Visitors to the Ag Connect Conference were among the first to witness a special unveiling of the new Lexion 780 combine from Claas.
The state-of-the-art combine is headlined by greater functionality, featuring a Dynamic Cooling system, 4-link rear axle and newly automated CEMOS technology.
“This will be the top-end model, what we call Class 10 as the largest combines, capable of operating with those large headers. It is the next step in Lexion combines,” said Jeff Gray, product coordinator of Claas of North America.
The trademark of the new Lexion 780 combine is a higher horsepower motor that is cooled via the Dynamic Cooling system. Along with the engine upgrades is a fuel efficient, 16L Mercedes-Benz diesel engine that complies with Tier 4i emission standards.
“The new engine on the Lexion 780 produces 543 horsepower with a bulge that increases total power output to 590 horsepower,” Gray said. “To support the higher horsepower engine, Claas integrated a new cooling system, which we call Dynamic Cooling. It enhances cooling for larger engines with larger horsepower demands.”
Placed horizontally behind the engine, the 63-inch rotating screen is able to consistently draw in clean air from the top of the combine, as opposed to being placed on the sides. A variable fan drive helps conserve power by adjusting speed automatically, depending on the level of cooling needed.
The cooling system also maintains a barrier against dust and debris. Air that is expelled from the motor through side cooling vents creates a “curtain effect”; this method of dispersing air prevents debris buildup on the radiator.
Suspension and stability were also enhanced with a 4-link rear axle. The patented Claas design allows for increased mobility with tires up to 67.3 inches high. The 4-link axle also features lateral movement and allows for more flexibility and a smaller turning radius.
“The design is unique to Claas and an industry exclusive. It not only enables the rear axle to pivot, but also gives a swing motion for enhanced turning capability and efficiency You get more oscillation and a tighter, more efficient turning radius,” Gray said.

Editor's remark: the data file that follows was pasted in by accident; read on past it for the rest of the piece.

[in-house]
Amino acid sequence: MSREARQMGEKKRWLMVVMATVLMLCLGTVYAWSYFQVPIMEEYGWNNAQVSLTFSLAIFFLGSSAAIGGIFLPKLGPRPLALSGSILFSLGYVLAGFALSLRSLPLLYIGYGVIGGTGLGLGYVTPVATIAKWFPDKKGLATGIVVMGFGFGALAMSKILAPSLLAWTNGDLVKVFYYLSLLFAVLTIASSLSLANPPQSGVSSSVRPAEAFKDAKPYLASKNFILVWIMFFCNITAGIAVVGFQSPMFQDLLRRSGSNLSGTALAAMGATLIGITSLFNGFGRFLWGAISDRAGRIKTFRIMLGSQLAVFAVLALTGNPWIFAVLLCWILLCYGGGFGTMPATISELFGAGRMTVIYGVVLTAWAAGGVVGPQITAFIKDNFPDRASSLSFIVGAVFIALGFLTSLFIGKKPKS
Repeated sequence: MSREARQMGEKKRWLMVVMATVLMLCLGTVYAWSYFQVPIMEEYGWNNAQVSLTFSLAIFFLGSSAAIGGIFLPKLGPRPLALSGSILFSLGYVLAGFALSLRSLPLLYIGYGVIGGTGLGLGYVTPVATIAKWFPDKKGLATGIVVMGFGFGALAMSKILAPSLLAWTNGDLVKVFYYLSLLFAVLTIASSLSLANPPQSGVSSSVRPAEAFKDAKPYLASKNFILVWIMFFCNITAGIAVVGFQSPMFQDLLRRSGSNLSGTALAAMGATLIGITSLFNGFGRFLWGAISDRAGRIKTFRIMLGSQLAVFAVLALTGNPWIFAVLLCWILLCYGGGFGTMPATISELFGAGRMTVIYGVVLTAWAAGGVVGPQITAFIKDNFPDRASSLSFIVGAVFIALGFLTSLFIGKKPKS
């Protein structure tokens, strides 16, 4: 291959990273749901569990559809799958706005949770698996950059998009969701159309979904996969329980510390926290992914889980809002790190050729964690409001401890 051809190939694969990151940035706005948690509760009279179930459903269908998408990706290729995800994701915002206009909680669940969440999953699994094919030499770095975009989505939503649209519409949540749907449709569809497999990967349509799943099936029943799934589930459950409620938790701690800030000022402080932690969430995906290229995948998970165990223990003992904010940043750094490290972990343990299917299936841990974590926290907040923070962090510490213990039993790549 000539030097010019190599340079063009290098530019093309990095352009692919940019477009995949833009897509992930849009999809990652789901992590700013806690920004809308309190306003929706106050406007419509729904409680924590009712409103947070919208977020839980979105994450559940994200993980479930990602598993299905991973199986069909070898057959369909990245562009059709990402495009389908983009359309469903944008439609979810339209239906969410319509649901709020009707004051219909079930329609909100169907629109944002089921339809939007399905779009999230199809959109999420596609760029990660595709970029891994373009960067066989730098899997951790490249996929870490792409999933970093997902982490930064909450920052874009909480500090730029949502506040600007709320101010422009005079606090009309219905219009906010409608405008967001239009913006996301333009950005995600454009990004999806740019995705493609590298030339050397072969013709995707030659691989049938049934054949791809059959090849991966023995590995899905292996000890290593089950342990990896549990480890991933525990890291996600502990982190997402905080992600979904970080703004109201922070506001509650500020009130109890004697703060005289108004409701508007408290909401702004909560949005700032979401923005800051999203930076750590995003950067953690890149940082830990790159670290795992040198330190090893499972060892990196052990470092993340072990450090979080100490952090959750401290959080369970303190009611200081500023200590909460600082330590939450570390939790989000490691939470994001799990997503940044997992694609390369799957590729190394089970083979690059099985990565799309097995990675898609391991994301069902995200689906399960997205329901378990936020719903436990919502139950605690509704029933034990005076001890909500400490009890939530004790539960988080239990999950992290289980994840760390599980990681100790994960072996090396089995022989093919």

In line with the automation and ease of use of the Lexion 780, the all-wheel drive Power Trac is engaged by the press of a button. The powerful, yet fuel efficient drive capitalizes on a second hydrostatic drive on the rear axle; additional traction can be employed and intelligent control technology can be engaged while on the move.
Claas has also focused on improving Telematics and utilizing sensors and monitors to optimize performance in the field. CEMOS (Claas Electronic Machine Optimization System) technology, a dialogue-based system that allows the operator to establish the correct situation settings, has become automated in the new Lexion 780 series.
CEMOS has reached a second stage and is now self-setting for the various situations an operator may encounter.
A new header drive also provides for improved fuel conservation. The drive is capable of a constant output of 107 horsepower, and a variable output of up to 268 horsepower. Maximum power can be reached and the right drive can be attained for every application.
Another Claas patent is the pre-accelerator in the APS threshing system. Ensuring quality and protecting against overloading are pinnacle components of the system.
A closed threshing drum facilitates crop flow and gentle handling within the combine. Parallel concave controls and dis-awning plates give the operator further control over threshing performance; the advanced control allows for protection from damaging objects during harvest.
A 29.2 foot auger adds to the unloading capacity of the Lexion 780. The 4XL grain auger is capable of an unloading rate of up to 3.8 bushels per second. Coupled with the new auger is the Profi Cam, which is positioned to monitor the unloading process and residue management system performance.
For more information, visit www.claasofamerica.com .